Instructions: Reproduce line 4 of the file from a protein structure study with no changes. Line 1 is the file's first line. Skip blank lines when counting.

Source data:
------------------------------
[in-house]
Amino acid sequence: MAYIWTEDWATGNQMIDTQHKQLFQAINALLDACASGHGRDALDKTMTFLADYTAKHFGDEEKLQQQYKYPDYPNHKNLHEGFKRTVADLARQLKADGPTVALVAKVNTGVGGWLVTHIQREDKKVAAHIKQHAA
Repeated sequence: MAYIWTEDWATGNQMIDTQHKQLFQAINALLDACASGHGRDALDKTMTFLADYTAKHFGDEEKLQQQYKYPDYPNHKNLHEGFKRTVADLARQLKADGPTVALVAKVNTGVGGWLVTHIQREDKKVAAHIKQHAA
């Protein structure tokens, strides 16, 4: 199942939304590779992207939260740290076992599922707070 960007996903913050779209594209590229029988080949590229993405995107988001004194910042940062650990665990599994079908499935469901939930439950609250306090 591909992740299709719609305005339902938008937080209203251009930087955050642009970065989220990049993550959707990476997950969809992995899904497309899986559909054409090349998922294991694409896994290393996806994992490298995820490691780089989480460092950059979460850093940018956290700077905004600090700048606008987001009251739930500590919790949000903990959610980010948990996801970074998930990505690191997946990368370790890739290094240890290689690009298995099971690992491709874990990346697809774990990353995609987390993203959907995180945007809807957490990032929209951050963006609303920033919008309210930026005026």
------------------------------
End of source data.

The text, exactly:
């Protein structure tokens, strides 16, 4: 199942939304590779992207939260740290076992599922707070 960007996903913050779209594209590229029988080949590229993405995107988001004194910042940062650990665990599994079908499935469901939930439950609250306090 591909992740299709719609305005339902938008937080209203251009930087955050642009970065989220990049993550959707990476997950969809992995899904497309899986559909054409090349998922294991694409896994290393996806994992490298995820490691780089989480460092950059979460850093940018956290700077905004600090700048606008987001009251739930500590919790949000903990959610980010948990996801970074998930990505690191997946990368370790890739290094240890290689690009298995099971690992491709874990990346697809774990990353995609987390993203959907995180945007809807957490990032929209951050963006609303920033919008309210930026005026």